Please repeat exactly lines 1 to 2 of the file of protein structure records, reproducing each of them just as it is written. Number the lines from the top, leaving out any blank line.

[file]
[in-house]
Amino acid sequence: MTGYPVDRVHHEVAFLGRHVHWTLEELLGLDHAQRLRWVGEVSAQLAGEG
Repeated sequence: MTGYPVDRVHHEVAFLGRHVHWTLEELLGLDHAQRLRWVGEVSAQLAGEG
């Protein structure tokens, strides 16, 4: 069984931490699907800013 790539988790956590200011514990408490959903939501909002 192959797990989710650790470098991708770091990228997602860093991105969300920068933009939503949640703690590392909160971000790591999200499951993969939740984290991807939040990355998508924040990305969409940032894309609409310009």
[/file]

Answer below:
[in-house]
Amino acid sequence: MTGYPVDRVHHEVAFLGRHVHWTLEELLGLDHAQRLRWVGEVSAQLAGEG